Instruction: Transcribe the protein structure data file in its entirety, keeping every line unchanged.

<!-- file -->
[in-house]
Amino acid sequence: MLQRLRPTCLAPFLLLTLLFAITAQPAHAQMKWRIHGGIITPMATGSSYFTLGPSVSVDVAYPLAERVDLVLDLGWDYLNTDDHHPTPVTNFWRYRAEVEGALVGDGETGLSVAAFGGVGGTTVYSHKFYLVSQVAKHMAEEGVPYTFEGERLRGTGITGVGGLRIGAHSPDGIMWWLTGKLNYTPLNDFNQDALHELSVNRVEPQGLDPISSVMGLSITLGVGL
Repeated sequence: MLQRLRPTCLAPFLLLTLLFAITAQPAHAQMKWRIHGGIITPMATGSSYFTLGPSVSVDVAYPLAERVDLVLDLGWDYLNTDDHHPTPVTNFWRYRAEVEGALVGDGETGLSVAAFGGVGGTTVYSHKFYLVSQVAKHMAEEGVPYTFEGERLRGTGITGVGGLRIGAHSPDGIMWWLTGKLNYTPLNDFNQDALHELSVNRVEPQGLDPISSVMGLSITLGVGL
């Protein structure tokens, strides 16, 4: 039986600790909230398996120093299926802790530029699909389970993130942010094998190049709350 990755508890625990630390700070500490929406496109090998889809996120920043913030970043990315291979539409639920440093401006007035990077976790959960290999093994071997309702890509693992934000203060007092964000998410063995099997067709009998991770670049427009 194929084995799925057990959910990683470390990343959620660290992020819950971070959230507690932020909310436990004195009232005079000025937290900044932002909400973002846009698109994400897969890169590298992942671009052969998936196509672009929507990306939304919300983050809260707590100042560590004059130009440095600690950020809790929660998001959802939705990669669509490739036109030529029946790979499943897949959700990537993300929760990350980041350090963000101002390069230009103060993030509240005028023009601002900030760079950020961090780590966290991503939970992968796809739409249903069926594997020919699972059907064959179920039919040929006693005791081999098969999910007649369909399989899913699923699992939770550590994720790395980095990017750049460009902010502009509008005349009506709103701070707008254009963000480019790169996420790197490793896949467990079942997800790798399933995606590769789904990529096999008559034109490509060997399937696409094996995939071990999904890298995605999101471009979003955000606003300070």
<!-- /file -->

[in-house]
Amino acid sequence: MLQRLRPTCLAPFLLLTLLFAITAQPAHAQMKWRIHGGIITPMATGSSYFTLGPSVSVDVAYPLAERVDLVLDLGWDYLNTDDHHPTPVTNFWRYRAEVEGALVGDGETGLSVAAFGGVGGTTVYSHKFYLVSQVAKHMAEEGVPYTFEGERLRGTGITGVGGLRIGAHSPDGIMWWLTGKLNYTPLNDFNQDALHELSVNRVEPQGLDPISSVMGLSITLGVGL
Repeated sequence: MLQRLRPTCLAPFLLLTLLFAITAQPAHAQMKWRIHGGIITPMATGSSYFTLGPSVSVDVAYPLAERVDLVLDLGWDYLNTDDHHPTPVTNFWRYRAEVEGALVGDGETGLSVAAFGGVGGTTVYSHKFYLVSQVAKHMAEEGVPYTFEGERLRGTGITGVGGLRIGAHSPDGIMWWLTGKLNYTPLNDFNQDALHELSVNRVEPQGLDPISSVMGLSITLGVGL
């Protein structure tokens, strides 16, 4: 039986600790909230398996120093299926802790530029699909389970993130942010094998190049709350 990755508890625990630390700070500490929406496109090998889809996120920043913030970043990315291979539409639920440093401006007035990077976790959960290999093994071997309702890509693992934000203060007092964000998410063995099997067709009998991770670049427009 194929084995799925057990959910990683470390990343959620660290992020819950971070959230507690932020909310436990004195009232005079000025937290900044932002909400973002846009698109994400897969890169590298992942671009052969998936196509672009929507990306939304919300983050809260707590100042560590004059130009440095600690950020809790929660998001959802939705990669669509490739036109030529029946790979499943897949959700990537993300929760990350980041350090963000101002390069230009103060993030509240005028023009601002900030760079950020961090780590966290991503939970992968796809739409249903069926594997020919699972059907064959179920039919040929006693005791081999098969999910007649369909399989899913699923699992939770550590994720790395980095990017750049460009902010502009509008005349009506709103701070707008254009963000480019790169996420790197490793896949467990079942997800790798399933995606590769789904990529096999008559034109490509060997399937696409094996995939071990999904890298995605999101471009979003955000606003300070």